At Seabury School, we build our program around the understanding that being gifted is not just a school thing – it’s a person thing. Gifted children and adults, with their intensity, high degree of sensitivity and awareness, abstract thinking ability and ability to learn quickly, experience the world differently than typically developing children and adults. In developing Seabury’s program, including the support we offer for parents and the community, we pay close attention to meeting the needs of the whole child – intellectual, social, emotional and physical. We work to provide developmentally appropriate activities for all grade levels, taking into account our children’s intellectual, social, emotional and physical development. In the prekindergarten class, you will see this in the hands-on activities that make up the vast majority of the day, which are accompanied by deep, intellectual discussions and complex problem solving, all in the context of materials that work with 4-year-old hands and topics that are of interest to 4-year-old sensibilities. At the middle school, you will notice students doing amazing, challenging projects using their laptops, but will also notice teachers coaching these pre-adolescents to not leave their computers on the floor or watch where they plug them in – simple things that preteen brains don’t always pay attention to. Students with intense needs to move have opportunities to do that in Seabury classrooms which provide students the freedom and flexibility to work and learn in ways that work best for both their minds and their bodies.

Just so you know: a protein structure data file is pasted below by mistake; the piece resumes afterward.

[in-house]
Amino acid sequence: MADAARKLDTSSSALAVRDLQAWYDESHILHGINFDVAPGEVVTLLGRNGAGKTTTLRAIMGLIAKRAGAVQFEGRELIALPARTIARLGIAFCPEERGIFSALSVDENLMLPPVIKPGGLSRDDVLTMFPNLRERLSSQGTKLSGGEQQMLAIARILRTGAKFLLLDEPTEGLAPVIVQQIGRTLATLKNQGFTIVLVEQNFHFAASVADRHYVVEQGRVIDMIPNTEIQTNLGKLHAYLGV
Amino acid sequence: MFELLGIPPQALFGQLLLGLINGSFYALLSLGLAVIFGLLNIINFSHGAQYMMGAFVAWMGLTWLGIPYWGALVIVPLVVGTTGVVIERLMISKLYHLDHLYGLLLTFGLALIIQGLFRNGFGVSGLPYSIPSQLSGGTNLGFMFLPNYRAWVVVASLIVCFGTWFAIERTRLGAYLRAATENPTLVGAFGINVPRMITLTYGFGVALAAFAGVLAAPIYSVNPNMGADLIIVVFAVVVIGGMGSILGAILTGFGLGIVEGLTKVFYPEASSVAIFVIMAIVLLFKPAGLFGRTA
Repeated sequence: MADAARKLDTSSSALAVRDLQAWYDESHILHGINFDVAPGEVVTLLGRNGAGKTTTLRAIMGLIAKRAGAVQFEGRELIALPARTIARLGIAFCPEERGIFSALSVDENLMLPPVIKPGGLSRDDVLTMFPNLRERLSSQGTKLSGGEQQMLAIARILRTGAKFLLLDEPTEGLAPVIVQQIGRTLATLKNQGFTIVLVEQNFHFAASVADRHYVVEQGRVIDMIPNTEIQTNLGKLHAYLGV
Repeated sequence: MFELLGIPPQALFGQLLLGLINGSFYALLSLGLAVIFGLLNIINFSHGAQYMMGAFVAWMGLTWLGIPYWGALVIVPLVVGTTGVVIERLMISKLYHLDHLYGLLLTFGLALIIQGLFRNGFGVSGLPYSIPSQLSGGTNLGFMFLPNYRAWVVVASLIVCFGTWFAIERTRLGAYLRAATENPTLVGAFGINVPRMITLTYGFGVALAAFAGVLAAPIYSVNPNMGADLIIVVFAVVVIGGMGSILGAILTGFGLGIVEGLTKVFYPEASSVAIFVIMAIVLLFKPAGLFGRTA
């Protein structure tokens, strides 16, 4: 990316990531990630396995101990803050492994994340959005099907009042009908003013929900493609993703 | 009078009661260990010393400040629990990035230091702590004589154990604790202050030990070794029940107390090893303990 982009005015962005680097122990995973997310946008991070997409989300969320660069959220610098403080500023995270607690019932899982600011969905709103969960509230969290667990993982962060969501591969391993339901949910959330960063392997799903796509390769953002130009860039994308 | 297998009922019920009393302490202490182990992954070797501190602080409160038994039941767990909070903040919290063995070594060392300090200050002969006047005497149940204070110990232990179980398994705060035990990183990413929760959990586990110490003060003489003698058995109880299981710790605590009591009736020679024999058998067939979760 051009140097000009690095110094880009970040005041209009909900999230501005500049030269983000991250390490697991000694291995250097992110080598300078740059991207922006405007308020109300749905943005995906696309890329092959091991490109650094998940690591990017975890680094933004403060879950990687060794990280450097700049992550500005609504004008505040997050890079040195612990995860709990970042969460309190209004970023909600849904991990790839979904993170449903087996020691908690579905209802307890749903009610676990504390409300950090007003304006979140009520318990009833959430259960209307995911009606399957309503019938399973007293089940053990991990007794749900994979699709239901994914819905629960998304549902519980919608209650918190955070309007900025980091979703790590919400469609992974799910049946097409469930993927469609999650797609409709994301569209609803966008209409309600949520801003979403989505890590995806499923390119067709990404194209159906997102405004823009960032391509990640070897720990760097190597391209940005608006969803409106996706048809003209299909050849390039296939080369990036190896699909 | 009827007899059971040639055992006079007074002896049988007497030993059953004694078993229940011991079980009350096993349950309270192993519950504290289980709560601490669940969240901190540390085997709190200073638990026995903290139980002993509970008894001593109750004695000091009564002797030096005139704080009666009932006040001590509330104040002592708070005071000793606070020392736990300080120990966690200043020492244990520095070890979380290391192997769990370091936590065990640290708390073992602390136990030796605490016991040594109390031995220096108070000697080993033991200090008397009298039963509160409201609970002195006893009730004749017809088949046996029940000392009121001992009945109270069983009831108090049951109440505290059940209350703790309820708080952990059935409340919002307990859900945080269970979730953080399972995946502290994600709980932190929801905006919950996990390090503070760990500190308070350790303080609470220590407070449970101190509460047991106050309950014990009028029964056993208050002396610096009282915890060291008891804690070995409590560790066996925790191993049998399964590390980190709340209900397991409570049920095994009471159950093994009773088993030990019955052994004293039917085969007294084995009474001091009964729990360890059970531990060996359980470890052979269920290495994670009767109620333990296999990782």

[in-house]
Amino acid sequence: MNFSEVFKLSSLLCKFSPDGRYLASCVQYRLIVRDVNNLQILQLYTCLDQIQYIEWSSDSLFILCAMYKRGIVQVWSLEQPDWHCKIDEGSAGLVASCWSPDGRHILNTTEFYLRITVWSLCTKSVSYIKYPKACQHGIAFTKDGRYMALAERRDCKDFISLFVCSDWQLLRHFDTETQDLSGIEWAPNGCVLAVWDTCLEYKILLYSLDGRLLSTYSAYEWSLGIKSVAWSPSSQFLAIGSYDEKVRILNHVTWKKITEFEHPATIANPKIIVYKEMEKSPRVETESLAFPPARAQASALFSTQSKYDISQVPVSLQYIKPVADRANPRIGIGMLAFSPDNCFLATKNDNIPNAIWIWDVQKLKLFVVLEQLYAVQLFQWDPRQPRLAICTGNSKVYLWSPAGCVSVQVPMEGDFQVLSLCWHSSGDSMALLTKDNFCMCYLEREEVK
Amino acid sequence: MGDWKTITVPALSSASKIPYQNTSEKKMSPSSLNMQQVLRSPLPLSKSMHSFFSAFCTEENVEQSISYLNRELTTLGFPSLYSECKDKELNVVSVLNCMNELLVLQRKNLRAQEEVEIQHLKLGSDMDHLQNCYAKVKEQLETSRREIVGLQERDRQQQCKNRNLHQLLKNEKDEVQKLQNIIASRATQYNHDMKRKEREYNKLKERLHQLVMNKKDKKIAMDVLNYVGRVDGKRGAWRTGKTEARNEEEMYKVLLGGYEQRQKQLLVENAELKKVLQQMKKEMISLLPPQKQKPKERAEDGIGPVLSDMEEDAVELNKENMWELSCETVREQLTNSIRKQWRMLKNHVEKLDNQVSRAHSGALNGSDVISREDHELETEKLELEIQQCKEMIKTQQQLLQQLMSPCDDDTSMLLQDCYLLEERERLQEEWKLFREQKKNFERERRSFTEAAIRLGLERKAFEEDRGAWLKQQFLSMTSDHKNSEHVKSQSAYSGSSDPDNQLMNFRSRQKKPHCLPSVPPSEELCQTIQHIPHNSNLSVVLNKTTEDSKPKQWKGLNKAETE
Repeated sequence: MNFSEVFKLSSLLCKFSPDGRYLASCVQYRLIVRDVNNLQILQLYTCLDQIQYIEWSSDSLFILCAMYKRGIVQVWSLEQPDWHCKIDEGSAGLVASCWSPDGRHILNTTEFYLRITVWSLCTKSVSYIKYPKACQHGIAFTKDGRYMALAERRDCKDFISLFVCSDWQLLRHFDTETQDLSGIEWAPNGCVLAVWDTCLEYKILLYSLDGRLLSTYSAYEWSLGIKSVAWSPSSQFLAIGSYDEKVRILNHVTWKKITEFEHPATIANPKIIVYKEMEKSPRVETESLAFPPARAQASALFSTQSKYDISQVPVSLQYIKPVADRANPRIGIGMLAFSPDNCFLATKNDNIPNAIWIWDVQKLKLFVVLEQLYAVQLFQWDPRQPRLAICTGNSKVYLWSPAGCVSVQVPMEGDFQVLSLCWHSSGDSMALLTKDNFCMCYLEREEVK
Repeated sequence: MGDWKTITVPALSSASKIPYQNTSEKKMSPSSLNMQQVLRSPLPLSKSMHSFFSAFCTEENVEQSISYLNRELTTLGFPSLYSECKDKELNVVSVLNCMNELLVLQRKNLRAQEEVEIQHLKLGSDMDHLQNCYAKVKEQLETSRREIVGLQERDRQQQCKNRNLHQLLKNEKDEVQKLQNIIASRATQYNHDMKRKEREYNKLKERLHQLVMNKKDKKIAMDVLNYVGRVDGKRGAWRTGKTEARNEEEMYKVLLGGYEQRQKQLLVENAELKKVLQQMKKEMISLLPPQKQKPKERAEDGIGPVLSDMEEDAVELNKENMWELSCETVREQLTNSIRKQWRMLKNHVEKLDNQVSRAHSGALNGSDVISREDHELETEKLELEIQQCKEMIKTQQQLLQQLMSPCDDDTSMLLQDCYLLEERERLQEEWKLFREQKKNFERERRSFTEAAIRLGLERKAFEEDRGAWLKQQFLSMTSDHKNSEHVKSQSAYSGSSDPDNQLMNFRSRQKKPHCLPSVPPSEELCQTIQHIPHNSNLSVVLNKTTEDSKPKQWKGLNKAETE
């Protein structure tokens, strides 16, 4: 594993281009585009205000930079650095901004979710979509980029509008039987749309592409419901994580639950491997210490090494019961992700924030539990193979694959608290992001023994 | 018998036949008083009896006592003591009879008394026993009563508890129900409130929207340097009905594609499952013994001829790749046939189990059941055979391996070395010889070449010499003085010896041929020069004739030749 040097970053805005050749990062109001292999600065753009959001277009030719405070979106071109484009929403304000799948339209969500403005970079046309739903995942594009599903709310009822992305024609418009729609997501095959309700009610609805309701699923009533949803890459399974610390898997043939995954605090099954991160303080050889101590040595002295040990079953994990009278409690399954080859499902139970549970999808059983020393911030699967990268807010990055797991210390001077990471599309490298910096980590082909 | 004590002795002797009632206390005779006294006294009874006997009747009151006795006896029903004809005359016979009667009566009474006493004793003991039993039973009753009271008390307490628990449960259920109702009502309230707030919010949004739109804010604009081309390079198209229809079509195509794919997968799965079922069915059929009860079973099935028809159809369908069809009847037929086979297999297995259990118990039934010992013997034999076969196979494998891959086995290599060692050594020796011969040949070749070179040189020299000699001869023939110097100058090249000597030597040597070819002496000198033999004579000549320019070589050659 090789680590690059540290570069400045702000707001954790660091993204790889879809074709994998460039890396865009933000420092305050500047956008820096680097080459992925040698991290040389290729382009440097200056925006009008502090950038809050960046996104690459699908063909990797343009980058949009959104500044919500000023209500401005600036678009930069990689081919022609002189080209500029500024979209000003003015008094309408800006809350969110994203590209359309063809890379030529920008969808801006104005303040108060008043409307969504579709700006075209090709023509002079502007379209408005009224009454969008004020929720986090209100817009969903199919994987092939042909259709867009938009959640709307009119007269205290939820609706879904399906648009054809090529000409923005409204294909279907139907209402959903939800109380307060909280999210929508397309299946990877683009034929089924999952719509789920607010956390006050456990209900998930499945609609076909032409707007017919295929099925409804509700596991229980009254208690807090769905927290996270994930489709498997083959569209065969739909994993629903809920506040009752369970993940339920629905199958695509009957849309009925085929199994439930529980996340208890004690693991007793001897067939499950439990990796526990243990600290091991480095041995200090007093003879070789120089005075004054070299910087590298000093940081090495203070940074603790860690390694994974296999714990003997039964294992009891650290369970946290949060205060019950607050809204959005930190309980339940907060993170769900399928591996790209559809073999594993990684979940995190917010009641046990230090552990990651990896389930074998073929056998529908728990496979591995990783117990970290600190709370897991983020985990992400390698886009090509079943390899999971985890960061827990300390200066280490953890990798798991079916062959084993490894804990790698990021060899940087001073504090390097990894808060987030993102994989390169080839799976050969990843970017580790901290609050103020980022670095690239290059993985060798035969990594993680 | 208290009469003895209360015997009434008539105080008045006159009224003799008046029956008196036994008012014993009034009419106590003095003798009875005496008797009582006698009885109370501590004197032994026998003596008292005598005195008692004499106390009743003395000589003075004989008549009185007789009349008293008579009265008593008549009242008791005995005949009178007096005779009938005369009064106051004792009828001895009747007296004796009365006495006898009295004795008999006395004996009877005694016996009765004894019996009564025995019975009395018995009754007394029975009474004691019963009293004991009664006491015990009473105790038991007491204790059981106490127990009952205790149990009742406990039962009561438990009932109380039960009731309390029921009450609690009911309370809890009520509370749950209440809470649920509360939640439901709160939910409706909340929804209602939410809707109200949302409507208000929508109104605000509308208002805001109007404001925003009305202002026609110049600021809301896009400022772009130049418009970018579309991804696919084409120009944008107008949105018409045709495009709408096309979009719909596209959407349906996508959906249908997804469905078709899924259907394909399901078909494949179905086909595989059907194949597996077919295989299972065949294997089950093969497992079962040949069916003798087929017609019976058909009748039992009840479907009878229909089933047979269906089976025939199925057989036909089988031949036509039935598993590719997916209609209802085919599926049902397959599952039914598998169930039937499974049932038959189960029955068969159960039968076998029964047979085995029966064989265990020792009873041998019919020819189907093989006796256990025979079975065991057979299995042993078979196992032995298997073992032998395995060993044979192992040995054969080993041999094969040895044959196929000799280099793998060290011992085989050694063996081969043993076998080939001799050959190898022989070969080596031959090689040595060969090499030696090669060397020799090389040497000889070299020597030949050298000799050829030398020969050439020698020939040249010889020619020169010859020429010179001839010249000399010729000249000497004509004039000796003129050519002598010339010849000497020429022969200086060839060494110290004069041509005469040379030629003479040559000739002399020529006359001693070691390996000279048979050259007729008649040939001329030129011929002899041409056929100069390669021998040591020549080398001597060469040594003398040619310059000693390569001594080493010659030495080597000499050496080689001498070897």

This month, our focus is on all the ways Seabury supports our students in building healthy, active bodies to go with their active, healthy, engaged minds. Our lower school P.E. program offers opportunities for building healthfull habits around exercise, eating, play and sportsmanship, as well as opportunities for students to challenge themselves in group problem solving and team building activities. Our middle school students are out and about in Tacoma nearly every day, and do their P.E. in the same way many adults get their exercise – by working out and playing at the downtown YMCA. In addition to getting stronger, our students are learning how to conduct themselves at a health club, learning how to use the equipment, as well as play games in the gym and run on the track. They learn gym etiquette, and because the downtown Y is an adults-only facility, they learn to handle themselves in a place that expects adult conduct and behavior. After-school programs, mindfulness in the classroom, recess activities such games and gardening and Summer at Seabury programs all add to opportunities for students to grow healthy bodies as well as engaged minds.